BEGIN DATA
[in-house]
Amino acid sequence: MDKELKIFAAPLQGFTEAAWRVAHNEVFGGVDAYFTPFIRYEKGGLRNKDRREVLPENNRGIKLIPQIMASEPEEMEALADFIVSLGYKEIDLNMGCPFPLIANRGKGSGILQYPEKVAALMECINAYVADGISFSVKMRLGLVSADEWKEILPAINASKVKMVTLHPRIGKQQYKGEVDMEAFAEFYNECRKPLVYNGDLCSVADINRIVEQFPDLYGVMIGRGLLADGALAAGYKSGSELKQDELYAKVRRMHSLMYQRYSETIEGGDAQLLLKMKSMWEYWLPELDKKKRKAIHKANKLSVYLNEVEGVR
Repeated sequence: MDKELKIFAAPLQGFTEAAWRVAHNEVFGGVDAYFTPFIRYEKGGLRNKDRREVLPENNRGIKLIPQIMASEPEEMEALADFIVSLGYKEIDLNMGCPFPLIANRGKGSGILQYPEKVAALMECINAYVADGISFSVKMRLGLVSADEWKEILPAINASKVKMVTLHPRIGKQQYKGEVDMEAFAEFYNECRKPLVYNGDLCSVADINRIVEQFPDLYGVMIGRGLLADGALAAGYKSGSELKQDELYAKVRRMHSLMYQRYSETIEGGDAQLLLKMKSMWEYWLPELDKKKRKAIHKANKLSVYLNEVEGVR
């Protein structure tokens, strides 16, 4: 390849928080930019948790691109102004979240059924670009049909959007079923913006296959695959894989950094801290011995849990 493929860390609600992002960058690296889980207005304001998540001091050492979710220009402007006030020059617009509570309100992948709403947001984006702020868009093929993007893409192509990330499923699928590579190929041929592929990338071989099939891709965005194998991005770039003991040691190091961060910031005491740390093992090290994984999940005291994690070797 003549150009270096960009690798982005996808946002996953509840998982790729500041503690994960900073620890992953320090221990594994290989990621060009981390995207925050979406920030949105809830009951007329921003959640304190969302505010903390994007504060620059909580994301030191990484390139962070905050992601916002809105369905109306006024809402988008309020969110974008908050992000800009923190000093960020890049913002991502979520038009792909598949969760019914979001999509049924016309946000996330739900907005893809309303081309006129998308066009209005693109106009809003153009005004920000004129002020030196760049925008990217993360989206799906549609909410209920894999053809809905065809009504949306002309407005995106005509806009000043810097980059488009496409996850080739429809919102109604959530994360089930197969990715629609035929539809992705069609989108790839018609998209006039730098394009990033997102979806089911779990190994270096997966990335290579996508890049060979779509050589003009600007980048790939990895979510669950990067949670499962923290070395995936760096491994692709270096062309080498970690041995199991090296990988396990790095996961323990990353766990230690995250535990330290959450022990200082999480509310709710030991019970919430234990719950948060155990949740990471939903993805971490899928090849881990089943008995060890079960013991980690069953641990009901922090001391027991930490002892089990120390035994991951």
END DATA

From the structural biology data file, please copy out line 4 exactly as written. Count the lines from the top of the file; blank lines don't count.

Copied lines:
């Protein structure tokens, strides 16, 4: 390849928080930019948790691109102004979240059924670009049909959007079923913006296959695959894989950094801290011995849990 493929860390609600992002960058690296889980207005304001998540001091050492979710220009402007006030020059617009509570309100992948709403947001984006702020868009093929993007893409192509990330499923699928590579190929041929592929990338071989099939891709965005194998991005770039003991040691190091961060910031005491740390093992090290994984999940005291994690070797 003549150009270096960009690798982005996808946002996953509840998982790729500041503690994960900073620890992953320090221990594994290989990621060009981390995207925050979406920030949105809830009951007329921003959640304190969302505010903390994007504060620059909580994301030191990484390139962070905050992601916002809105369905109306006024809402988008309020969110974008908050992000800009923190000093960020890049913002991502979520038009792909598949969760019914979001999509049924016309946000996330739900907005893809309303081309006129998308066009209005693109106009809003153009005004920000004129002020030196760049925008990217993360989206799906549609909410209920894999053809809905065809009504949306002309407005995106005509806009000043810097980059488009496409996850080739429809919102109604959530994360089930197969990715629609035929539809992705069609989108790839018609998209006039730098394009990033997102979806089911779990190994270096997966990335290579996508890049060979779509050589003009600007980048790939990895979510669950990067949670499962923290070395995936760096491994692709270096062309080498970690041995199991090296990988396990790095996961323990990353766990230690995250535990330290959450022990200082999480509310709710030991019970919430234990719950948060155990949740990471939903993805971490899928090849881990089943008995060890079960013991980690069953641990009901922090001391027991930490002892089990120390035994991951």